By Alison Zeller
How do you define burnout?
The master of definitions, the Merriam-Webster dictionary, says burnout is “the cessation of operation usually of a jet or rocket engine.” No, churchworkers are not rockets, but that “cessation of operation” is completely relevant if you’re experiencing burnout.
Going beyond the basic dictionary, one researcher commented on the multifaceted definition of burnout, mentioning chronic work stress, mental weariness, emotional exhaustion, depersonalization, and reduced personal accomplishment.
Pastor, CEO of KidzMatter, and leadership expert Ryan Frank frames burnout a bit differently: “When someone says that they are burning out, here’s what they are saying: ‘There is a need in my life that is not being met.’ This is the ‘why’ behind burnout.”
Lyndon Wall of Refresh Ministries says, “At the heart of burnout is deferred or denied hope. . . . [What] I have found again and again as I talk with people who are struggling with burnout is that they have lost hope in how they think God has called them to change the world.”
Which definition seems the closest to reality for you? Do you feel mentally weary, hopeless, or as if the littlest thing could send you over the edge? If you’re suffering from burnout, or something close to it, the following questions will help you put the pieces together and identify how it’s impacting your life, at church and beyond.
- Are your relationships suffering?
If you are married, your spouse may have already approached you to talk about burnout. It may have been a calm conversation or it may have been a war of words filled with defensive feelings. You are giving all you can to the church, but your spouse is feeling neglected. Your spouse worries about you and can tell that you aren’t acting like yourself anymore. You feel alone in ministry—your spouse just doesn’t understand what you go through. These same feelings might apply to your children and close friends, too.
- Are you taking care of yourself?
How are you sleeping? Some churchworkers with burnout will sleep a lot and never feel rested. Others can’t fall asleep. Those suffering from burnout often go days without eating a real meal or getting any sort of exercise. Hobbies, vacations, and, for some, even taking bathroom breaks falls by the wayside.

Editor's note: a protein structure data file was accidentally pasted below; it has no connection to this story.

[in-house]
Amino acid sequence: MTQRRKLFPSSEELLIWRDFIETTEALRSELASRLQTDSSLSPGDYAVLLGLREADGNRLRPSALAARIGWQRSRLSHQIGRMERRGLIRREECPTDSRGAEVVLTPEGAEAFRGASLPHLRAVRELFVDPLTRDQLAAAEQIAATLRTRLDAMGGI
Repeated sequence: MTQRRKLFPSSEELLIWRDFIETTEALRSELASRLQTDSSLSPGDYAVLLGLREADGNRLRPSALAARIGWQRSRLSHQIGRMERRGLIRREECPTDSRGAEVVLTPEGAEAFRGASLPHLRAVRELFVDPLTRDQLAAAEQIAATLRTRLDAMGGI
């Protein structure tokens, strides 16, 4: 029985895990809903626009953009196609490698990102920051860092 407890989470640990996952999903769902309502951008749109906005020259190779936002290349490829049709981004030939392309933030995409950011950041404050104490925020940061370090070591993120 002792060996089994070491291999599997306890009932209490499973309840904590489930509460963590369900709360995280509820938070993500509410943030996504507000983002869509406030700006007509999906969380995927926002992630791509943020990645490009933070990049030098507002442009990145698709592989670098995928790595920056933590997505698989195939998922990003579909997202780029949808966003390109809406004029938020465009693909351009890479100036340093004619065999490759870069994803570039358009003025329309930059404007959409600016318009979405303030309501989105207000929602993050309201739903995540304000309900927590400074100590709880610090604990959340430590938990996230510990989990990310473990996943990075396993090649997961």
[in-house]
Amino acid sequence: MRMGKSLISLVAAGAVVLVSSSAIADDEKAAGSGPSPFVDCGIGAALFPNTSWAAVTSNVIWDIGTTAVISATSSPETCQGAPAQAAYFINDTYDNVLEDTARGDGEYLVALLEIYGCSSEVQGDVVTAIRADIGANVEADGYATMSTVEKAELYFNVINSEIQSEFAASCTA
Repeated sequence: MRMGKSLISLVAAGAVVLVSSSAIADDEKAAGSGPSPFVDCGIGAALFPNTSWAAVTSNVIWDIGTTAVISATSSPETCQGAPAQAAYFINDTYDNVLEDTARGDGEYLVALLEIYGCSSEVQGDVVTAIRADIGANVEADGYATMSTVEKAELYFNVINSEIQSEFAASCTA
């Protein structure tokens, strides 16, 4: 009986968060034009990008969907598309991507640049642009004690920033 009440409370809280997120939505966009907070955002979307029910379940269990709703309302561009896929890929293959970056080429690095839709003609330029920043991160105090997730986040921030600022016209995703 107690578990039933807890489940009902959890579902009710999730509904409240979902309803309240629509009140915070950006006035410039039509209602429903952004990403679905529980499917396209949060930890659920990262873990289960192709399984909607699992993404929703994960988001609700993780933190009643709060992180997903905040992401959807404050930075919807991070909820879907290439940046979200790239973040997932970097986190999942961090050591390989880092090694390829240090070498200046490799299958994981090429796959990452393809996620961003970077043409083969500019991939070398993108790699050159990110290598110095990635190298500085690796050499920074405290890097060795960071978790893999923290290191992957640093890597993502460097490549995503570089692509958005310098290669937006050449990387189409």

- Are you engaged in your ministry?
Does ministry still excite you? Do you look forward to your favorite parts of ministry or have you started to dread them? Burned-out churchworkers may feel less connected to their church and less motivation in their ministry role. Church workers in this position tend to become overly negative and cynical.
- Do you have boundaries?
For burned-out churchworkers, this question goes beyond saying “no” once in a while. Burnout means these people feel responsible for everything. They micromanage everything. Some individuals become so immersed in their ministry work that they cannot separate themselves from it. “If the Mother’s Day luncheon fails, I’m a failure.” “If this sermon is no good, I’m no good.” “If we lose church members, it’s all my fault.”
- Do you spend personal time with God?
Think back to the last time you went to God in prayer—for yourself, your needs, your confessions, your praises. When is the last time you read the Bible outside of sermon prep, lesson planning, or other church-related work? Burnout may make it feel like your Savior is distant or silent.
If you’d like more information on assessing burnout, check out these risk metrics from Barna or this burnout inventory from Pastoral Care. Both are written for pastors but can be useful for any type of churchworker.
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